San Francisco’s law is more expansive. It bans a question about criminal history from applications for municipal jobs, city-contracted business jobs, jobs for private companies that have 20 more employees, and affordable housing applications.

The Los Angeles ordinance would go beyond a state law that already bans the criminal convictions question from city job applications. That state law, AB 218, which took effect Tuesday, requires all state, county and city governments to remove the criminal convictions question from initial public job applications, though it allows agencies to ask about criminal history later in the hiring process.

So why ban questions about criminal history on applications if an employer will discover an applicants’ history later in the process? 

“If you ban the box — and the application states or the employer tells you the next step in the hiring process is a background check  — you’re still in trouble,” said ex-felon Delvon Brown.

Brown got into a bar fight two years ago and was convicted of assault. He’s been working part-time driving a water delivery truck but is looking for full-time work with medical benefits.

He applied for a job with a trash collection company that never asked the question, but Brown said he was upfront about it during the interview. He was given a start date, but at the last minute, Brown said, the employer disqualified him after a background check confirmed his felony conviction.

“I think employers need to outline why they feel the need to do a background check,” Brown said.

Gowri Ramachandran, an employment law professor at Southwestern Law School in Los Angeles, said that employers should justify how past convictions relate to an applicant’s ability to perform the job safety and effectively.

“So if you’ve been convicted of embezzling money, and you’re applying to work at a bank, then it’s probably fine under federal law for an employer to exclude for that reason,” she said.

There is a lot of gray area when past convictions loosely relate to workplace safety.

Employers could be violating Title VII of the federal Civil Rights Act when they ask about criminal history or disqualify an applicant based solely on the fact that they have criminal record. But Ramachandran said that’s very difficult for rejected applicants to prove. 

“They would also have to collect evidence that this particular reason, like a felony conviction, really does disparately impact people of color or disparately impact men versus women, or that sort of thing,” she said.

Kim Hopkins runs an electrician company in Tujunga, which contracts with big box stores like Home Depot. He doesn’t ask the “have you ever been convicted of a crime” question in his job applications. When he’s on the phone with people applying for a field electrician position, he asks: “’We’re going to be having to do a background check on you. Is that going to work out?’” he said. “And typically, I will lose about 25 percent of the potential employees right there.”

Hopkins said he does background checks on most of his employees because they are working in people’s homes with potentially valuable property or in schools and businesses with vulnerable populations like children.

But applicants for jobs as receptionists or working in his front office don’t have to clear a seven-year background check. Hopkins said he doesn’t have black-and-white hiring standards.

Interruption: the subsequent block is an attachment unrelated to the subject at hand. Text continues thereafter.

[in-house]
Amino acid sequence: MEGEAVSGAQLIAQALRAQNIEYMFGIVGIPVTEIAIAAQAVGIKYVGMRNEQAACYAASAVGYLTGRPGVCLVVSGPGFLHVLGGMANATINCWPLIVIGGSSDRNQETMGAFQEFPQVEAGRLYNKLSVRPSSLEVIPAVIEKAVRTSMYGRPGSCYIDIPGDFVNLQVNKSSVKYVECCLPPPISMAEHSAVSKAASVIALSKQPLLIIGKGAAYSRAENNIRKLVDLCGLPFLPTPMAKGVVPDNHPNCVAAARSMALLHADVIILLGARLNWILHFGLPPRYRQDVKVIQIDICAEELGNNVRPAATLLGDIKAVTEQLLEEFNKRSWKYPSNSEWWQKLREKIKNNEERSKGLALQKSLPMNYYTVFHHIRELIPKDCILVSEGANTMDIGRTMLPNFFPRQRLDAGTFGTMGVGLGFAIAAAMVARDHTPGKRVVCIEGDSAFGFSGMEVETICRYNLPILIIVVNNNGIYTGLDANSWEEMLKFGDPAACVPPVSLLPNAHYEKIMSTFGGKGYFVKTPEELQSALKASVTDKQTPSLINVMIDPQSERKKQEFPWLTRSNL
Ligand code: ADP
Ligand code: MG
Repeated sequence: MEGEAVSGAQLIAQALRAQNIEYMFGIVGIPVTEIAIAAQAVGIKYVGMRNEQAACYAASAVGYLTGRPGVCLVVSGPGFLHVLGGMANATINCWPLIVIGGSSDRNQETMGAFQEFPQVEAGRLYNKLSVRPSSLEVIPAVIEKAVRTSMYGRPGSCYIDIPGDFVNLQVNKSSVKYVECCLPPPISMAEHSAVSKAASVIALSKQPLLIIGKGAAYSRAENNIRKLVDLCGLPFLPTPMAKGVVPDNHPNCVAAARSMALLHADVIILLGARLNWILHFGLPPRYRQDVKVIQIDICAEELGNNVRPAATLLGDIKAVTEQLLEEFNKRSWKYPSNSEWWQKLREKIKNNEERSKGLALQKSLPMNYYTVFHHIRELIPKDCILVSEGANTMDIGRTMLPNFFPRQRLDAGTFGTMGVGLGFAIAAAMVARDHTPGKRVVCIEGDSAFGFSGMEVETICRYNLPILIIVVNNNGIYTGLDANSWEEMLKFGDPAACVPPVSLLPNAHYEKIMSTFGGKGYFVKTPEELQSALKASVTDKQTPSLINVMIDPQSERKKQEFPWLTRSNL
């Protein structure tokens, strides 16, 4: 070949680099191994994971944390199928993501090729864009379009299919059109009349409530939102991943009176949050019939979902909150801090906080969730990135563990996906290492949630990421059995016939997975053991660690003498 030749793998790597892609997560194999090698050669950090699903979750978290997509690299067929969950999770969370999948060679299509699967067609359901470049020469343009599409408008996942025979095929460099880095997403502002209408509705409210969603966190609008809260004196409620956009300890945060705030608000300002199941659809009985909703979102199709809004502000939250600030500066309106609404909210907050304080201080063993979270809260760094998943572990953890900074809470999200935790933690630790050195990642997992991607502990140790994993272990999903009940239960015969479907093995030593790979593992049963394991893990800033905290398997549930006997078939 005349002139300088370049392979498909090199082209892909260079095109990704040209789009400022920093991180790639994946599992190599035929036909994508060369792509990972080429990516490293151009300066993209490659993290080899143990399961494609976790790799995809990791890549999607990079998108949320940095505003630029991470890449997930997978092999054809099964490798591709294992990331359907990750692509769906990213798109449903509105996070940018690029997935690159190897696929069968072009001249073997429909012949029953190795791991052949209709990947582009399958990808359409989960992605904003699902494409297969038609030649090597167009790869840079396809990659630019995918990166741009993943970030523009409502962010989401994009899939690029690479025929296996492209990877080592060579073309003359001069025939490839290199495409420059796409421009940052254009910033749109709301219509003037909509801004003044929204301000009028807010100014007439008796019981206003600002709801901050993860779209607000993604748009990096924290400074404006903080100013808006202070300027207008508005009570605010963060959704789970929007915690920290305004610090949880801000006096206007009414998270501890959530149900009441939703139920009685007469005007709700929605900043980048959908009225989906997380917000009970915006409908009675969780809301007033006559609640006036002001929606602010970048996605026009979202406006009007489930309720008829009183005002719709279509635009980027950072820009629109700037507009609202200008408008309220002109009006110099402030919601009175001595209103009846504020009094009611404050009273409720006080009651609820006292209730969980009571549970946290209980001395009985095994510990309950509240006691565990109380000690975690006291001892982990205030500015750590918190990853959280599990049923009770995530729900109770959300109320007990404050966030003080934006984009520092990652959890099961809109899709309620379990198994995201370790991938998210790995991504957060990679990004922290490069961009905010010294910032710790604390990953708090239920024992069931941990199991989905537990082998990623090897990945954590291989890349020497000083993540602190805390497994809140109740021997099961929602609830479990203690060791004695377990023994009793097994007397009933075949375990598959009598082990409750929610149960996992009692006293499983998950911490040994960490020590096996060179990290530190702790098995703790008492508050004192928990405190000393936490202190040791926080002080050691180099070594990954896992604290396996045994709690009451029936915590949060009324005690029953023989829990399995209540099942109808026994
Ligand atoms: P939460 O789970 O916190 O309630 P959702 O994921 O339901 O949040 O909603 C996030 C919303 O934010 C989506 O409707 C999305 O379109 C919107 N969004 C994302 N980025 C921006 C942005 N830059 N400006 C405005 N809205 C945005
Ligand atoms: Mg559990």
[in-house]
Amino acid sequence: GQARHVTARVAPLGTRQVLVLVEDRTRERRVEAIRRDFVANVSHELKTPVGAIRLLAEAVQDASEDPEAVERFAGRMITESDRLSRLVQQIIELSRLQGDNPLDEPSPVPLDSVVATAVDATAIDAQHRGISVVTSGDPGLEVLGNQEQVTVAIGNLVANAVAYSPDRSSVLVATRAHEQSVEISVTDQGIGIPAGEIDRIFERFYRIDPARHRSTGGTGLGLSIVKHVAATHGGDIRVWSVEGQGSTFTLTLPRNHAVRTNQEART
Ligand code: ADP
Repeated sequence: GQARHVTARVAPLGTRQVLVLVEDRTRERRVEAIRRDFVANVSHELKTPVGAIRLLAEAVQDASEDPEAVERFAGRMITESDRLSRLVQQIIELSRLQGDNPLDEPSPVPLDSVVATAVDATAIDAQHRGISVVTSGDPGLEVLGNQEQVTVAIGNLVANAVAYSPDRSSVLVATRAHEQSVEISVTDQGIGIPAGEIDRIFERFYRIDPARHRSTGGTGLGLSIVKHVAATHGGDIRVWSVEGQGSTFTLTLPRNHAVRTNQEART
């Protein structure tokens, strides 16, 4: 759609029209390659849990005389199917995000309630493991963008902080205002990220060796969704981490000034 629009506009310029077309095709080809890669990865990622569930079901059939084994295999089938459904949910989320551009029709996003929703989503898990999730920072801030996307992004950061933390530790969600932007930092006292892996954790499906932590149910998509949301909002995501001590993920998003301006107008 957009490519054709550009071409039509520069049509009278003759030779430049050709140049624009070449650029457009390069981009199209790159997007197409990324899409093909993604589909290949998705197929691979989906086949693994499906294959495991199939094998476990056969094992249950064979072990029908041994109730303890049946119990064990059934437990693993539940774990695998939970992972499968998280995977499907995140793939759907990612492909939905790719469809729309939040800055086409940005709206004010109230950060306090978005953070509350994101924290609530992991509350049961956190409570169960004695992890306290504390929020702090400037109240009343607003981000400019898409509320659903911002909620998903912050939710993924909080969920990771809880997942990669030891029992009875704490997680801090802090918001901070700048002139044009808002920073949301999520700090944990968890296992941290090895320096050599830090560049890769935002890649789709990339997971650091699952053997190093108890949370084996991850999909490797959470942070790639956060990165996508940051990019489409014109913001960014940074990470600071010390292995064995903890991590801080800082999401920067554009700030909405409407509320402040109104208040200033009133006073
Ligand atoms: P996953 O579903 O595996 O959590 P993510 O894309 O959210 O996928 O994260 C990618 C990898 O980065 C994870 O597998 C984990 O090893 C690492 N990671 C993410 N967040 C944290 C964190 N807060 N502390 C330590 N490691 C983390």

“They can have tattoos all over their entire bodies, and it doesn’t matter,” he said. “It only makes a difference when they are in the softer elements of customer relations.”

The Los Angeles City Council is out on recess most of July so the motion to study what ban the box ordinances other California cities have adopted will probably take time.

And it’s the same for most ex-felons: time or distance since their conviction usually determines what happens next.

*San Francisco first “banned the box” for municipal jobs in 2005. Additions were made in 2014.

**Oakland’s policy on background checks was implemented in 2010.

Jul 2, 2014
Mary Oso

Germany boss Joachim Low sure of job safety

Germany head coach Joachim Low has been assured that he will remain in charge of the national team regardless of how they do at the World Cup in Brazil.

Even if the Germans suffer a shock defeat to Algeria in the last 16 tomorrow, 54-year-old Low won’t be sacked from his position.

“We still have the clear intention of carrying on with him,” German publication Stern quotes German Football Association (DFB) president Wolfgang Niersbach as saying.

“There are no clauses in his contract which state that it depends on certain results.”

Germany have never failed to reach the last eight when they have participated in a World Cup.

Jul 1, 2014
Mary Oso

Off-the-Job Safety: Resist the Temptation to Put on Your Own Fireworks Show

Although celebrating July 4 with a bang might sound like the patriotic thing to do on Independence Day weekend, Massachusetts Eye and Ear physicians urge people to resist the temptation to put on their own fireworks shows.  

Fireworks can cause serious injuries, including burns, lacerations, eye injuries, vision loss, dismemberment and death.

According to a study by the Consumer Product Safety Commission, there were eight deaths related to fireworks accidents in the United States in 2013 – adding to the 86 fireworks-related deaths recorded since 2000. Illegal and homemade fireworks were involved in all eight deaths.

Some 11,400 people sustained fireworks-related injuries in 2013, and 65 percent of those injuries occurred from June 21-July 21.

  • The parts of the body most often injured were hands and fingers (approximately 36 percent); head, face, and ears (22 percent); eyes (16 percent); and legs (14 percent).
  • More than half (62 percent) of the emergency department-treated injuries were burns, which were the most common injury to all parts of the body (except the eyes, where contusions, lacerations and foreign bodies in the eyes occurred more frequently).
  • Innocent-looking sparklers caused the most damage, accounting for an estimated 2,300 emergency department-treated injuries. More than 800 visits were caused by firecrackers, while 300 were due to bottle rockets.